The reason why Irish women are posting photos of their underwear online.

Irish women outraged by a lawyer’s comments during a rape trial are posting photos of their underwear as part of a campaign against victim-blaming.

In a court in the Irish city of Cork last week, the defence counsel for a 27-year-old man accused of raping a 17-year-old told jurors to consider the alleged victim’s underwear when making their final decision.

“Does the evidence out-rule the possibility that she was attracted to the defendant and was open to meeting someone and being with someone?” Elizabeth O’Connell SC told jurors, according to the Irish Examiner.

“You have to look at the way she was dressed. She was wearing a thong with a lace front.”

The man was subsequently found not guilty. And while we can’t know if the lawyer’s closing comments played any part in jurors’ decision, women of Ireland are outraged that she even chose to make them.

Members of a Facebook group called Mná na hÉireann (Women of Ireland) soon after launched a campaign, asking their followers to post photos of the underwear with the hashtag #ThisIsNotConsent. This gained further traction when the people behind the sexual assault survivors activist group I Believe Her endorsed the campaign on Twitter.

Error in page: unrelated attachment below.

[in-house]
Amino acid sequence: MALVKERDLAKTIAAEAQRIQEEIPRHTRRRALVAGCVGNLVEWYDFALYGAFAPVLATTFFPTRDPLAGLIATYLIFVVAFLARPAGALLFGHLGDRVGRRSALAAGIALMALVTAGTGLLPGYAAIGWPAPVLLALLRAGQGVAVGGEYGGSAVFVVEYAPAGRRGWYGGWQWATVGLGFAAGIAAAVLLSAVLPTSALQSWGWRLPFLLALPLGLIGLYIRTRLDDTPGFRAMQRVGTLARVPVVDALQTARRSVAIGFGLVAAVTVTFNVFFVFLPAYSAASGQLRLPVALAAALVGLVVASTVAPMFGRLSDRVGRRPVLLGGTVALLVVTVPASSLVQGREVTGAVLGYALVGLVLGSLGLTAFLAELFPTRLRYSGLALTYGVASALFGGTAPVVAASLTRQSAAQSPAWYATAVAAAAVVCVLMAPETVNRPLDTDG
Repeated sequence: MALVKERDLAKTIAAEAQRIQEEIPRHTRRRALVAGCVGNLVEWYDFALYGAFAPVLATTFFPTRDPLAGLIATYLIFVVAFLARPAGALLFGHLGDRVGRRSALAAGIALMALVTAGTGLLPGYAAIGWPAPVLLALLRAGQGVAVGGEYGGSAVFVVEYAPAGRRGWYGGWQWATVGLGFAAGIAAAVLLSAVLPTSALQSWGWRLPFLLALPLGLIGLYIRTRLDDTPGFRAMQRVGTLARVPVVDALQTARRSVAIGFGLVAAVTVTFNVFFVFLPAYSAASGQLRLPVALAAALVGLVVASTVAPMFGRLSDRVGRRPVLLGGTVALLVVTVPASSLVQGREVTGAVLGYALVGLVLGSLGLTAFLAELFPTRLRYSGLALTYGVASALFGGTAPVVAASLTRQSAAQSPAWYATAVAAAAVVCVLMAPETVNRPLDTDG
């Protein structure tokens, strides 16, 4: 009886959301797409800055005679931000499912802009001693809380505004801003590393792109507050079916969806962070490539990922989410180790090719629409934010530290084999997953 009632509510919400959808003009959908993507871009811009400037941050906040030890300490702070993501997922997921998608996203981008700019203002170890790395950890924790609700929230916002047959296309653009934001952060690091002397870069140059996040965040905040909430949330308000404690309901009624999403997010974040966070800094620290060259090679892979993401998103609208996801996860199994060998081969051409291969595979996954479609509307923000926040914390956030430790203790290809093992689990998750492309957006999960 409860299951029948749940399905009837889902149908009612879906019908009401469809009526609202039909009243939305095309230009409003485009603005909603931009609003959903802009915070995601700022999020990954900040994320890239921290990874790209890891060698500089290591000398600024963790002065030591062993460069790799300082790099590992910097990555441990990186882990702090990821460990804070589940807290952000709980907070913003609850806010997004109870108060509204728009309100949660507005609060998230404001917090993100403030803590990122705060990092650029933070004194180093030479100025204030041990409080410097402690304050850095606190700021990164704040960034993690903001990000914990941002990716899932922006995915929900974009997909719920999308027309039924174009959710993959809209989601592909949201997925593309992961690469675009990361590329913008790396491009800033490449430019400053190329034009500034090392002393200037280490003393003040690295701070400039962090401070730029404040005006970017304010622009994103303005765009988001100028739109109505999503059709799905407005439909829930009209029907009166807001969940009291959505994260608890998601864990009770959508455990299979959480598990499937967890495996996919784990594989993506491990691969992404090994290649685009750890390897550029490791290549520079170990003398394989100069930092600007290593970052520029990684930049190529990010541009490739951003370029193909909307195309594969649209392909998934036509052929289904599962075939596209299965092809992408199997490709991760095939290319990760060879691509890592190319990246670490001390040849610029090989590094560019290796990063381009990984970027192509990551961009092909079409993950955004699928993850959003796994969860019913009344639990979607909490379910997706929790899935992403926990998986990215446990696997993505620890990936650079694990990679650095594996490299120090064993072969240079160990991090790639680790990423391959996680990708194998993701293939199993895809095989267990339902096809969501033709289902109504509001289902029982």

Women who also couldn’t believe blatant victim-blaming was still acceptable in Irish court, shared their incredulity and anger and posted photos of their own G-strings in support.




But the women (and men) of Ireland are not content with a Twitter campaign.

Activism group ROSA (for Reproductive rights, against Oppression, Sexism and Austerity) organised protests across the country for later this week.


A petition was also created by a woman named Michelle Leonard, who called for Ireland’s Department of Justice to end victim-blaming in courtrooms.

“Women are being re-traumatised by the actions of solicitors in the Irish Courts,” she wrote.

“We must not allow this language to be used in our courts and allow suggestion and assumptions to rule the outcome of a case like this.”

And it seems that some members of the government are listening.

In Irish parliament (Dáil Éireann) MP Ruth Coppinger held up a pair of her own underwear to highlight the trial this week.

“Why is nothing yet being done to stop the routine use of rape myths in trials, and how concerned is this Government about the chilling effect this is having on victims coming forward?” Coppinger said.

Protests will take place in Galway, Limerick, Dublin and Cork.

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